Civil Harassment Restraining Orders in California
This guide can help you:
- Follow the process to ask for a restraining order
- Ask to renew a restraining order
- Know what you must do if you received restraining order papers
- Find free resources for help with the process
There are different types of restraining orders. A civil harassment restraining order is against someone you are not closely related to or have not had an intimate relationship with. This includes a neighbor, a landlord, or a co-worker.
A civil harassment restraining order can be granted against someone who has harassed, stalked, threatened, or harmed another person emotionally or physically.
If you are 12 or older, you can ask for a restraining order on your own and without your parent's permission. In some cases, a judge may ask you to have a trusted adult help you in your case. If you are under 18, you can go to your local court's Self Help Center for help. For support and safety tips, you can chat at loveisrespect.org, text "LOVEIS" to 22522, or call 1-866-331-9474.
If you are 12 or older and someone has asked for a restraining order against you, you can go to court without a parent. In some situations, the judge may ask you to have a trusted adult help you in your case.
If you need a restraining order against someone you've dated or had an intimate relationship with, like a spouse or a partner, or a relative like a child, parent, or sibling, there are other types of restraining orders you can request.
What can a restraining order do?
A judge can grant a restraining order to protect someone, their family members and their pets. Once a judge grants a restraining order, the police can be called to enforce it.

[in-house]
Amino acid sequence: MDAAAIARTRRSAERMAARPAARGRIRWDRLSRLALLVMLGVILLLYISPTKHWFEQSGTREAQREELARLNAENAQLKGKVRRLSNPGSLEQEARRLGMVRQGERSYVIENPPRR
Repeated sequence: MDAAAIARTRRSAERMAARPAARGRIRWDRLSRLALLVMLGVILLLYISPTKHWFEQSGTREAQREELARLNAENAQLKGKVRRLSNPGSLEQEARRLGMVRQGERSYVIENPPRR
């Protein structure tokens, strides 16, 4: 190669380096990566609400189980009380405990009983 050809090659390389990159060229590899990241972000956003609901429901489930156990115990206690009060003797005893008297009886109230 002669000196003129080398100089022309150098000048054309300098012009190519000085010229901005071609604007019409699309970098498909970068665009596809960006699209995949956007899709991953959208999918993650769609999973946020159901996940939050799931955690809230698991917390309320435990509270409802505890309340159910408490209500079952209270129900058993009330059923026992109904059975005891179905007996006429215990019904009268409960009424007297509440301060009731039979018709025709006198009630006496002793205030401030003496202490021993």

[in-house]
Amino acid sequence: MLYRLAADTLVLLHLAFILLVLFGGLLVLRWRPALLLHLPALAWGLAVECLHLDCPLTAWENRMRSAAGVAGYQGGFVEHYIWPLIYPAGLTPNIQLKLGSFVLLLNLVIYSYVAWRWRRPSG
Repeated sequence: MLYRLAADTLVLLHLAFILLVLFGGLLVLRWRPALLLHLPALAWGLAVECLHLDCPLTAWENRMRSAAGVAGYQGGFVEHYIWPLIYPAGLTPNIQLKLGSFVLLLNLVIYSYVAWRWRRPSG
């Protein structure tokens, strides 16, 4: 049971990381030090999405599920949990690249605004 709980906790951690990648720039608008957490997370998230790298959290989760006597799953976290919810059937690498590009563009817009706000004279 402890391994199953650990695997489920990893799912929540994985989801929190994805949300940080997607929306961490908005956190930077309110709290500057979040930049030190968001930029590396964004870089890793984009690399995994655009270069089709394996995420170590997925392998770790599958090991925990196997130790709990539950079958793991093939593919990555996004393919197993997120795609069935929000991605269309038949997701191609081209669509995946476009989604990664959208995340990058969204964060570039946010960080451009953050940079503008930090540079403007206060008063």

A civil harassment restraining order can include these types of orders:
- No contact
- Not harass, stalk, threaten, or harm people protected by the order
- Stay away by a certain distance
- Cannot own or have firearms or ammunition
How do I ask for a civil harassment restraining order?
You will need to complete a few court forms. The forms will ask you to describe in detail the harassment, stalking, threats, or harm you experienced. If you want help with these forms, you can contact your local Self-Help Center. This guide will take you step-by-step through the process of asking for a restraining order. The whole process usually lasts a few weeks but can take a few months, depending on how complicated your case is.
What if someone asked for a restraining order against me?
If someone has filed court papers to ask for a civil harassment restraining order against you, carefully read over the papers you were given:
- If you were served with form CH-110, this means the judge granted a temporary restraining order against you. You must follow all the orders granted on form CH-110. If you don't, you could be arrested and charged with a crime.
- You will have a court date, which is listed on form CH-109. Make sure to go to your court date if you do not agree to the restraining order. At the court date, a judge will decide whether to grant a restraining order against you that can last up to five years.
This guide can help you figure out your options to "respond" and prepare for your case. Respond means to tell the judge if you agree or don't agree to the request for restraining order. You don't have to have a lawyer in this case, but if you want one you will need to hire one. You can also get free help from a court Self-Help Center.
Learn more about your next step
Ask for a Civil Harassment Restraining Order
Get step-by-step instructions for each part of the process
Respond to Civil Harassment Restraining Order papers
Get help understanding court papers you received and preparing for your court date.
Renew a restraining order
If you are still concerned for your safety or want your restraining order to stay in place, you have to “renew” it, which makes it last longer and gives it a new end date.